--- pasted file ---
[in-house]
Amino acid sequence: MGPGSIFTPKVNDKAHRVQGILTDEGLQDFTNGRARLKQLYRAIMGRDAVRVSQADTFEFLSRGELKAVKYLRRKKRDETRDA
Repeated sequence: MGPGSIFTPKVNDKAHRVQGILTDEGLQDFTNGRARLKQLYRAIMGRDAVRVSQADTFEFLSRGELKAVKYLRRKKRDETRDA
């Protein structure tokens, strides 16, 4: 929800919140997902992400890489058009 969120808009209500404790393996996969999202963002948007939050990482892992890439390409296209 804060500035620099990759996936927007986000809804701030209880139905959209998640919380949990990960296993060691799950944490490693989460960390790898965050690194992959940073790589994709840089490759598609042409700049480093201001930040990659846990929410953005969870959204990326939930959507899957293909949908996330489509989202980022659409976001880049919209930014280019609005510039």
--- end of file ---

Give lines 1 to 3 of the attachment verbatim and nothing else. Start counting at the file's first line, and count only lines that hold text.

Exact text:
[in-house]
Amino acid sequence: MGPGSIFTPKVNDKAHRVQGILTDEGLQDFTNGRARLKQLYRAIMGRDAVRVSQADTFEFLSRGELKAVKYLRRKKRDETRDA
Repeated sequence: MGPGSIFTPKVNDKAHRVQGILTDEGLQDFTNGRARLKQLYRAIMGRDAVRVSQADTFEFLSRGELKAVKYLRRKKRDETRDA